The recently proposed Federal healthcare legislation and other cutbacks in federal subsidies threaten healthcare services in Texas more than most.
Texas Currently has the highest rate of uninsured in the entire country, and the number of people who receive coverage through their employers is lower than the national average.
Since 2011, Texas has been receiving $6.2 billion dollars in aid from the federal government through a Medicaid waiver program, but that program is set to end in December of this year, and Texas has been told by the Centers for Medicare & Medicaid Services to expect this funding to be cut by billions beginning next year.
Texas is seeking to renew that program to assist with ballooning healthcare costs in the state, partially resulting from unpaid care for poor and uninsured individuals, as well as to increase access to health services throughout the state.
Several States receive such funds, but Texas’ share is one of the largest, receiving more than a third of what the federal government now contributes to the State’s Medicaid program annually.
And this program is no drop in the bucket, it alone represents over 20 percent of the State’s $29 billion dollar Medicaid program, which covers nearly 4.8 million people. Even with these funds, however, Texas has a long way to go, with over 4.3 million Texans currently without insurance. In this light, loss of this valuable resource could be catastrophic.
These funds are depended on by Texans, and many believe the aid is needed now more than ever, with the looming threat of proposed federal legislation that would put 15 million newly uninsured people into the national market next year.
George Masi, CEO of Harris Health System based in Houston, said “there is growing need for more uncompensated care,” and that “Absent the dollars from the waiver, we would have to start to close the clinics and cut back on the manpower.” Harris Health receives approximately $350 million a year in Medicaid waiver dollars, and these funds have allowed them to open six primary care clinics with integrated mental health services.
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The funds derived from this waiver program have enabled the State to set up 21 regional health programs that coordinate hundreds of smaller programs aimed at improving healthcare services for the poor.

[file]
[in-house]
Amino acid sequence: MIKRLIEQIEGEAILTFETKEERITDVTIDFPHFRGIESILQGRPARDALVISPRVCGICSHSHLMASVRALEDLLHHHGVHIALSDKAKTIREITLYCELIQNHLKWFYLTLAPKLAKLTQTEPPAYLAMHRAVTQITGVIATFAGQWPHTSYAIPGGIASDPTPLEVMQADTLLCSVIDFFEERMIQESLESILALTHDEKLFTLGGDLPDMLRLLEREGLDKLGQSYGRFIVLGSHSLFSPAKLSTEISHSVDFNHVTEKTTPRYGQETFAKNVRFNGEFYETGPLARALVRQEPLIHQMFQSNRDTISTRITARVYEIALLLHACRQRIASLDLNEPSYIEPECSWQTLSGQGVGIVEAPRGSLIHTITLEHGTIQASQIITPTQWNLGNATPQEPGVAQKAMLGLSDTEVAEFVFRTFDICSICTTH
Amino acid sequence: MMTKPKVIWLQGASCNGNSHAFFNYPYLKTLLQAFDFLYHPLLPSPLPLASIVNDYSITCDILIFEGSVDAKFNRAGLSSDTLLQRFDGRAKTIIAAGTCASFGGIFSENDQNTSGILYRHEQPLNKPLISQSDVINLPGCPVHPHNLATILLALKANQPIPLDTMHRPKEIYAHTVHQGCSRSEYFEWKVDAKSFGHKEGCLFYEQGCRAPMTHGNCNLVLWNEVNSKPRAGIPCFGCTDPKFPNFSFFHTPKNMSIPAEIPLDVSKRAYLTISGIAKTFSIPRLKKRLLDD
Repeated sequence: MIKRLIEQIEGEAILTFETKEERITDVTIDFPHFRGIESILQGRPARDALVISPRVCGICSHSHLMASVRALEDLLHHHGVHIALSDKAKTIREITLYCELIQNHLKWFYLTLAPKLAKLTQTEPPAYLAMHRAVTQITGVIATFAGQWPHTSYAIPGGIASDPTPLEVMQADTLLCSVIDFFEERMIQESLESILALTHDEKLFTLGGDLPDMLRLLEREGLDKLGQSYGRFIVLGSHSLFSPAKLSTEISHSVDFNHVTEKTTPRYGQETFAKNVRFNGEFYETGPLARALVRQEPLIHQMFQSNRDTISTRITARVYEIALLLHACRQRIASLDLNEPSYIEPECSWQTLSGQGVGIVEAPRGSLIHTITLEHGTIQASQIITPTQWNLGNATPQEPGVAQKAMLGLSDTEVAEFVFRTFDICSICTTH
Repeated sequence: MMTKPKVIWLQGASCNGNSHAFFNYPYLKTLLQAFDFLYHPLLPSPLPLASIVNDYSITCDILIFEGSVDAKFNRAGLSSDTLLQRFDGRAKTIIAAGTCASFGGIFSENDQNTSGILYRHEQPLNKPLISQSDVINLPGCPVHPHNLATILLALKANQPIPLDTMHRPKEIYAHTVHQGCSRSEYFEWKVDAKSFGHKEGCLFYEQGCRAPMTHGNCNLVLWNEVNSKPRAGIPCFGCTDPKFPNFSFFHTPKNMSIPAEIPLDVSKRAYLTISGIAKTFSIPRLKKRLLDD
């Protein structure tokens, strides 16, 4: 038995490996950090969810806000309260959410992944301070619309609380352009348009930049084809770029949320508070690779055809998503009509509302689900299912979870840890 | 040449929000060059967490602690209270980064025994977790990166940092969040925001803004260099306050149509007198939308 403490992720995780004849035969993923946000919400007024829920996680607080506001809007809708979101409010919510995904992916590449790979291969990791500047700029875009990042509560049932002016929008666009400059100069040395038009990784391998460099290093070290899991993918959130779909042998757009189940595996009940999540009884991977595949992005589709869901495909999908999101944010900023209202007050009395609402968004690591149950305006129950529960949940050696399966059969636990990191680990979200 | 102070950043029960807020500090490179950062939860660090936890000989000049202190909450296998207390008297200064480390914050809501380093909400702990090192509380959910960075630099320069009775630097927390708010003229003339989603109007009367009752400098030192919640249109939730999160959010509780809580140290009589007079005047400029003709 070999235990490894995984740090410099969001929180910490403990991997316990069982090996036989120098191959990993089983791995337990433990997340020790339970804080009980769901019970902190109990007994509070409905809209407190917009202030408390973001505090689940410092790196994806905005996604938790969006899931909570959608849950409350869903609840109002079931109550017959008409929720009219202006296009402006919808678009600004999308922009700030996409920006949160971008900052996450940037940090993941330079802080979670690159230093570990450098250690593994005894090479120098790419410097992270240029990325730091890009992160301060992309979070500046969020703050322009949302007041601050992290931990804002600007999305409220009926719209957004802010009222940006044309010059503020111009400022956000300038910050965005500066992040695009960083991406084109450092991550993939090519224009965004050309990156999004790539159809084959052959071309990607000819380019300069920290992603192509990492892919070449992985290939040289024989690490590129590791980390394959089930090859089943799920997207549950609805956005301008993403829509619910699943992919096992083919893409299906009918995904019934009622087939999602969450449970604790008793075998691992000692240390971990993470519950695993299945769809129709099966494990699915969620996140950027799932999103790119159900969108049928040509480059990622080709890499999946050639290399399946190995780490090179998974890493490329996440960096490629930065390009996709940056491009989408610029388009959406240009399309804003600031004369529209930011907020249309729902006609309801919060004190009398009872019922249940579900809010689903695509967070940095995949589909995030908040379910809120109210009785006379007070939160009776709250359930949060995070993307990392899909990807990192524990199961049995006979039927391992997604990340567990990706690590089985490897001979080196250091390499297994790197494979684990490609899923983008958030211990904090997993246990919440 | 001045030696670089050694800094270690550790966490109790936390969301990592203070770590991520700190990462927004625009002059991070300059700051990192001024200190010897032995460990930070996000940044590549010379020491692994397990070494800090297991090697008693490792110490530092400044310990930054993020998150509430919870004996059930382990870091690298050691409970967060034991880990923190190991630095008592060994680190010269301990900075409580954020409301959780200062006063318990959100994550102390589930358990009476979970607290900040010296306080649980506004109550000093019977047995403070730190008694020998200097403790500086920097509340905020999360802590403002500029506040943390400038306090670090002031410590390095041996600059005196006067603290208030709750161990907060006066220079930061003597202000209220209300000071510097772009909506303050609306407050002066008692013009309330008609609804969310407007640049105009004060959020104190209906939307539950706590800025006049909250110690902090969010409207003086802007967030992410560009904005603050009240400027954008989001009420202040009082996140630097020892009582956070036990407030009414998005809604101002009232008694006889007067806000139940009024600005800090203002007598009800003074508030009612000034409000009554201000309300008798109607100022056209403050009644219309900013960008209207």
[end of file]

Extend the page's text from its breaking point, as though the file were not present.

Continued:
The Texas Department of Health and Human Services released a report in late May which concluded that these programs would most likely have to be terminated if the waiver program ended.
Baylor Scott & White Health, a healthcare provider with facilities throughout north and central Texas, has received more than $300 million dollars in funding over the past five years for uncompensated care and health projects.
This contribution is invaluable to enabling healthcare providers to reach those in desperate need of medical services. Bill Galinsky, Scott & White’s VP for government finance has stated that “This money allows us to care for uninsured folks that otherwise might not get care.”
Scott & White would be severely hampered by this loss of funding.
Thanks to the money obtained through this waiver, they have participated in 37 health projects to develop ways to treat more than 100,000 low-income people. Medicaid waiver funding has also allowed Scott & White to hire 10 social workers in their primary care clinics so that they can provide both mental and physical care for patients while reducing additional costs. The program also allows them to work with community organizations to provide families in need with healthy meals.
Another provider, Memorial Hermann, allocates a portion of its waiver money—$150 million dollars annually—to create crisis prevention units and school-based health clinics.
Memorial Hermann also uses these funds to pay for a management team that monitors mental health patients after discharge from hospitals and connects them with follow-up services to reduce need for future care. Without sufficient federal aid, programs like these will be forced to close.
Changes to Medicaid contained within the Senate healthcare bill are further cause for alarm.
Todd Hancock, president and CEO of the Christus Good Shephard Health System, has stated his concerns over the proposed per capita cap on Federal Medicaid assistance. Mr. Hancock stated that this and other measures in the bill would increase costs for the non-profit by leaving more and more Texans uninsured, raising costs of uncompensated care. This is certainly true considering the vast amounts of people who will be thrown off their insurance plans if the legislation is enacted.
Concerns over worsening quality and availability of healthcare were echoed in a recent town hall meeting in Richardson Texas.
Hundreds of concerned Texans gathered to meet Representative Pete Sessions and express their concerns over the proposed Federal healthcare reform. Amidst crowd chatter and protest, Rep. Sessions stated his intent to repeal Obamacare, then the crowd erupted in disapproval, even chanting “vote him out.” Likewise, protests were held in Fredericksburg, where residence and neighbors gathered downtown to voice their dismay over the new direction of Federal healthcare law.
But despite the precarious future of healthcare services and healthcare providers in Texas, many remain hopeful that these severe cuts will not happen.
Bill Galinsky from Scott & White said “we are cautiously optimistic that the waiver” will continue. And if Texas citizens continue to show support for the waiver and voice their opposition to the proposed Federal healthcare bills, hopefully they can continue to receive the medical services they depend on.
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